The five-year strategy provides a framework for improvement in support and services for people with a diagnosis of dementia and those who provide unpaid support for them throughout communities in Orkney, Ms Coghill added.

“This Strategy aspires to highlight the importance of risk reduction, early diagnosis and access to high quality post diagnostic support which is dynamic to needs, strengths and identified personal outcomes for people with dementia.

“It recognises the positive contribution and need to support carers, volunteers and staff and has been developed from a grass roots perspective. It supports Community Led Support and the need for integrated systems, which promote enablement and uphold rights for people with dementia, the building of dementia friendly communities and increasing community capacity to enable people with dementia to live well, without stigma as a valued part of their community and in their own homes when possible.

“This Strategy evidences the importance of planning and developing services and supports for and with people living with dementia. It addresses the challenges involved in meeting the needs of the growing number of people who will be diagnosed with dementia, recognising the unique challenges and strengths of the Orkney community. It supports the right care, in the right place at the right time by the right people.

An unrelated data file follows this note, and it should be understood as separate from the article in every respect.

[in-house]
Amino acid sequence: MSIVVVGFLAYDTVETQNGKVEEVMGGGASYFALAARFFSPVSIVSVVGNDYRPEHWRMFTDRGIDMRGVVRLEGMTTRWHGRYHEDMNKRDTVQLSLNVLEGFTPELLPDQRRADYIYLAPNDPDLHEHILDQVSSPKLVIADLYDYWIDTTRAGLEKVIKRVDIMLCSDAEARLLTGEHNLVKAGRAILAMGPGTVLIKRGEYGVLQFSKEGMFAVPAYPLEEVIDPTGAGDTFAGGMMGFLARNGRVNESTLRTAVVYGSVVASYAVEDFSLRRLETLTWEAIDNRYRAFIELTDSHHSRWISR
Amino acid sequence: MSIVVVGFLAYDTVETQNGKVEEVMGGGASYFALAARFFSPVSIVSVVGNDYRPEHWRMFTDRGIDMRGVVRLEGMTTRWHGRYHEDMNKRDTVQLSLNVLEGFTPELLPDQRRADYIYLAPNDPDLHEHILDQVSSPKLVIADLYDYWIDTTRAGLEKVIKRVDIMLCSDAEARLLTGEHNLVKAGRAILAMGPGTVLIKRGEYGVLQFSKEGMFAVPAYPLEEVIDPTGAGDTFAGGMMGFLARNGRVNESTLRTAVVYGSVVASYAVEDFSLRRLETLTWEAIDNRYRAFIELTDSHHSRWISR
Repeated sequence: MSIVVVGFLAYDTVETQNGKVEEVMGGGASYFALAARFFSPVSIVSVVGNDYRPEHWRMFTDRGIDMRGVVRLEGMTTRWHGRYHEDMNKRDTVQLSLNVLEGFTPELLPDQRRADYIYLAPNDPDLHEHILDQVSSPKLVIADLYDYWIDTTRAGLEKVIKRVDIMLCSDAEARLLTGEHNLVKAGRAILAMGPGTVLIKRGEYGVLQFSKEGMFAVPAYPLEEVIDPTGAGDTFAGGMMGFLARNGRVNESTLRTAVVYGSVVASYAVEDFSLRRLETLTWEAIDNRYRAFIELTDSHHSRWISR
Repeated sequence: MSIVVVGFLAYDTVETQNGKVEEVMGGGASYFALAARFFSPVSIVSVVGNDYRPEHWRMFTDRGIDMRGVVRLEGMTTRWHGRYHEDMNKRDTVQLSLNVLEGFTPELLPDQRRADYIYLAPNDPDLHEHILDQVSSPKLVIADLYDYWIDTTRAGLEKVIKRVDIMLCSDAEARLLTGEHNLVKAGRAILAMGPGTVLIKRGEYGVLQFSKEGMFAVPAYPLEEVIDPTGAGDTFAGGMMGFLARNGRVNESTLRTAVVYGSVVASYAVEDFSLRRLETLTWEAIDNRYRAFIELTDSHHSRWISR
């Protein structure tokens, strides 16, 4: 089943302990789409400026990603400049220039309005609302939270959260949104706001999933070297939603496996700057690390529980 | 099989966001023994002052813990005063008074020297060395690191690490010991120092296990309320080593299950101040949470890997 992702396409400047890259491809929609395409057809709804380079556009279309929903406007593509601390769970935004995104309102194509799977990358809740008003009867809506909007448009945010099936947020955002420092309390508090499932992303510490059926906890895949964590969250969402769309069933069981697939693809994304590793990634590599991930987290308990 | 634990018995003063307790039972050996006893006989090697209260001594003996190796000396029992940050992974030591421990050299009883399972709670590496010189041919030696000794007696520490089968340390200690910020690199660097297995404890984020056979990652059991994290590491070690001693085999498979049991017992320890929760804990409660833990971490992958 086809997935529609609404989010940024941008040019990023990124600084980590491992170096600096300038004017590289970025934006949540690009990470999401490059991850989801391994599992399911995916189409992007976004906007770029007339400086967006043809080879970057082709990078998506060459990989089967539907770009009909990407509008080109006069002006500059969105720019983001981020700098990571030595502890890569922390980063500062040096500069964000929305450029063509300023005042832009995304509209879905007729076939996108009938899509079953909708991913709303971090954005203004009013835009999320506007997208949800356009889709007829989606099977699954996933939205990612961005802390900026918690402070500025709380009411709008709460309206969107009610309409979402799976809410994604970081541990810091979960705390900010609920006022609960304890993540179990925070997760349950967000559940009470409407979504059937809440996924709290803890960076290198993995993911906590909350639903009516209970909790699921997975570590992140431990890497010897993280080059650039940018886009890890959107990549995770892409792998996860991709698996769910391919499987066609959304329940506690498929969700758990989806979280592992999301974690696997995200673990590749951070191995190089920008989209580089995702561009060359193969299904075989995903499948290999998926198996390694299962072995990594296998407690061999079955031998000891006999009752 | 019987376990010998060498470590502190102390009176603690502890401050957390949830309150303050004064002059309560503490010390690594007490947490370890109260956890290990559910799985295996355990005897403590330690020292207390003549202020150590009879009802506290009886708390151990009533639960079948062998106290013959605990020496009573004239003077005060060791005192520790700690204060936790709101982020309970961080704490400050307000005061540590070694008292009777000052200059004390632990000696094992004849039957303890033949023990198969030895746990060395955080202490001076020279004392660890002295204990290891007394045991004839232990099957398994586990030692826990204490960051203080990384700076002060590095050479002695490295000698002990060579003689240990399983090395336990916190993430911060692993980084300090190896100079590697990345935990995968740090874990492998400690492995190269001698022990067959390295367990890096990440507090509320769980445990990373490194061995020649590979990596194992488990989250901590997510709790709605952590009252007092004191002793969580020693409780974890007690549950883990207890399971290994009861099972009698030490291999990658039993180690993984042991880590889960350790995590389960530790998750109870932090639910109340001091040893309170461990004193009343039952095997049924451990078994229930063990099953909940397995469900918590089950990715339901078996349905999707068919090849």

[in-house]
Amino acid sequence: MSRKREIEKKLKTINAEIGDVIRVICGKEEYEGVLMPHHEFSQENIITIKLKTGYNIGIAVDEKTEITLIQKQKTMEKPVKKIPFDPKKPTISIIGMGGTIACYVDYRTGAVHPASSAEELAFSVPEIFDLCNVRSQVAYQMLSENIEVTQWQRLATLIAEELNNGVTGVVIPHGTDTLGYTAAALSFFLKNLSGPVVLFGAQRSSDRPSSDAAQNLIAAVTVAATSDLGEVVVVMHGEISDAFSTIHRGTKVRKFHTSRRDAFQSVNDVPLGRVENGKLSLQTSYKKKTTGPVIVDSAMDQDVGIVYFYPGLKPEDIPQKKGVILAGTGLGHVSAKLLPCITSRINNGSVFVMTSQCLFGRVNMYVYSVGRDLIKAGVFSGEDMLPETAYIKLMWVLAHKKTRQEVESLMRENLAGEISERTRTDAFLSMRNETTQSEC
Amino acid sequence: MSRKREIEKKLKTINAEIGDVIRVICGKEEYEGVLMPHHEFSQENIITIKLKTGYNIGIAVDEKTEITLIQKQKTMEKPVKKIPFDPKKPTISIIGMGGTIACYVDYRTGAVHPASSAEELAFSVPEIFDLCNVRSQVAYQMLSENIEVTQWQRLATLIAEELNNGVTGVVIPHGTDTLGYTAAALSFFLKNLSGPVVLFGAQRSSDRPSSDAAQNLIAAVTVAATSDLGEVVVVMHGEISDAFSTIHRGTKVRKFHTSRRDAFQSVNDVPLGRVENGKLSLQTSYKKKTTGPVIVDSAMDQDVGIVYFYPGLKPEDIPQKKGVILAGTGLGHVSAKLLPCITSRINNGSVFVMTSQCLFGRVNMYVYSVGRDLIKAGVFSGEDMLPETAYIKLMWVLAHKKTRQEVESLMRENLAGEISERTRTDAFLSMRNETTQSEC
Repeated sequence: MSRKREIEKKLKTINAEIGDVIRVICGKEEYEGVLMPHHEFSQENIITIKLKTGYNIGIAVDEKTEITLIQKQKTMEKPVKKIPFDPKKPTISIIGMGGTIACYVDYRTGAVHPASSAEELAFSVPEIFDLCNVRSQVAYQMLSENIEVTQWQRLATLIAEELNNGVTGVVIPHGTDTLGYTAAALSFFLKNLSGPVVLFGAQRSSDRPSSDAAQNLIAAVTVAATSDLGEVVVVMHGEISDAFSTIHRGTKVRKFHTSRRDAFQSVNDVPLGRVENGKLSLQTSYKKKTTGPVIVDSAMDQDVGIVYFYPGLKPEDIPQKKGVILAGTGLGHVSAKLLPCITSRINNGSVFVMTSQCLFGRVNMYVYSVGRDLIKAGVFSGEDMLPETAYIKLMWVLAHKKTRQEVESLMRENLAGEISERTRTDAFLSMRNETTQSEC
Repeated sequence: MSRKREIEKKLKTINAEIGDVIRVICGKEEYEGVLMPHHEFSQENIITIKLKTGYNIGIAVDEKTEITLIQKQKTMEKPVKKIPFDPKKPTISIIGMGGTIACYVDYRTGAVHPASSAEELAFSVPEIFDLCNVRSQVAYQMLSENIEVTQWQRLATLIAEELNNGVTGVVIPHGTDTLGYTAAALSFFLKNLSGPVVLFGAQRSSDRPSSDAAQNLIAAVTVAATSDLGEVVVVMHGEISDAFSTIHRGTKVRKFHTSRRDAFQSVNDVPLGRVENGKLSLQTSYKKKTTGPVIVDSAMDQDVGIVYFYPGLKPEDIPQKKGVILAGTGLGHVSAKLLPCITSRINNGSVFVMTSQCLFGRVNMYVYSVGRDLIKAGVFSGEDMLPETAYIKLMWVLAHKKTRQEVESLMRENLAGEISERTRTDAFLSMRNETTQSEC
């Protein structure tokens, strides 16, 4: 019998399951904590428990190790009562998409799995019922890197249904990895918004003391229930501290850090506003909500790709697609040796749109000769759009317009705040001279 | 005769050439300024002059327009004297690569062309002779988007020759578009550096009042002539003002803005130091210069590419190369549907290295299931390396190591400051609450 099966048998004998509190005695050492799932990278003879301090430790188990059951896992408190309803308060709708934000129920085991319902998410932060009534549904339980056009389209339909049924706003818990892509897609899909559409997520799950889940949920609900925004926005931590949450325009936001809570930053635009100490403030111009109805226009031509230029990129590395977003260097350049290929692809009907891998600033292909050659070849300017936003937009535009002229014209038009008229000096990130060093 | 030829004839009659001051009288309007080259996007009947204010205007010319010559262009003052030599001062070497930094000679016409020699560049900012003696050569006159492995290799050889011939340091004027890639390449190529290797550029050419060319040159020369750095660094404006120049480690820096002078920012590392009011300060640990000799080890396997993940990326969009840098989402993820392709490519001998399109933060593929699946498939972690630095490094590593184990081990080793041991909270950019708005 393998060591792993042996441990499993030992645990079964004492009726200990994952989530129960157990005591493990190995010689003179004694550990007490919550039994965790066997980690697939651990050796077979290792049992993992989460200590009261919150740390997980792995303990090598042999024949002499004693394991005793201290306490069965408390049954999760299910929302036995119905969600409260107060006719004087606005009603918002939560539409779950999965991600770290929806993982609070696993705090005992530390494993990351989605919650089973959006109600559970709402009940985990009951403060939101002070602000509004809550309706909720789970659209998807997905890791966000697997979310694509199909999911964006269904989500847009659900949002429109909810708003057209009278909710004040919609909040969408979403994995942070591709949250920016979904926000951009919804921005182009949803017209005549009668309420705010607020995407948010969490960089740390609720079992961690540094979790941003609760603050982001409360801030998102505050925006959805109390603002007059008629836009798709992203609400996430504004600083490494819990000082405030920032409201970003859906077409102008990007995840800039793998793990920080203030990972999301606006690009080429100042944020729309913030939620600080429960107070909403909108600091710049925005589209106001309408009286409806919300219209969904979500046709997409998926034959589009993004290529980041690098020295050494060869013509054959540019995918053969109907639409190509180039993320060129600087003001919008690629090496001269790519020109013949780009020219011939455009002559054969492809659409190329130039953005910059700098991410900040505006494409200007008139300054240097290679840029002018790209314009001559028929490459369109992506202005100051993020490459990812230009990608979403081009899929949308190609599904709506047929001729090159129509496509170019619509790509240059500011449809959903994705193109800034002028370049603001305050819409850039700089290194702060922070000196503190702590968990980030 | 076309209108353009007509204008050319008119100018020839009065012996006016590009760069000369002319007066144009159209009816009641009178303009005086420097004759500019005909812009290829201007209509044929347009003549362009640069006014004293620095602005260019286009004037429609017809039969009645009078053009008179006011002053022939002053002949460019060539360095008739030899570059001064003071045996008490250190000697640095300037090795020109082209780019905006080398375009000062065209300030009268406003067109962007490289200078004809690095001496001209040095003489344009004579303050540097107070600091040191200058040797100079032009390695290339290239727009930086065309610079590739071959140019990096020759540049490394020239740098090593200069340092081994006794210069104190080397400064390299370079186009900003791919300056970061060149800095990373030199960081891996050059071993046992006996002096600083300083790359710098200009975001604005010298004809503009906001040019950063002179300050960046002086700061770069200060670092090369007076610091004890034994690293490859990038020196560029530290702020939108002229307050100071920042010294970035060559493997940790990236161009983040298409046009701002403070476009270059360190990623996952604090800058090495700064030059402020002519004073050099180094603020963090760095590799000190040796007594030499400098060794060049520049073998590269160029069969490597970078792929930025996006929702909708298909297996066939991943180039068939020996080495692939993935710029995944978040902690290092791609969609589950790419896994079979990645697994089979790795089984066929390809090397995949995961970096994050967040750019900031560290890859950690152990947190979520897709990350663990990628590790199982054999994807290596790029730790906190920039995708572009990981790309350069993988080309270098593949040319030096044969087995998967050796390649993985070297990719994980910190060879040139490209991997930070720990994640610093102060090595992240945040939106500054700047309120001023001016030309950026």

“There is recognition of the need to do things differently, both in relation to people’s experiences and to ensure a sustainable model of support. We need to work together with all relevant people and groups to design and deliver the best care and support we can. This provides us with an opportunity to make changes which support the appropriate level of priority and investment needed for dementia in Orkney. We need to ensure that dementia is prioritised and kept firmly on the agenda in all relevant policies, procedures and plans.”

Members of the IJB approved the strategy and consultation will now take place with key stakeholders, results of which will be presented to the Board at a future meeting, no later than September 2020.

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Orkney Islands Council: BOREAS DOMUS MARE AMICUS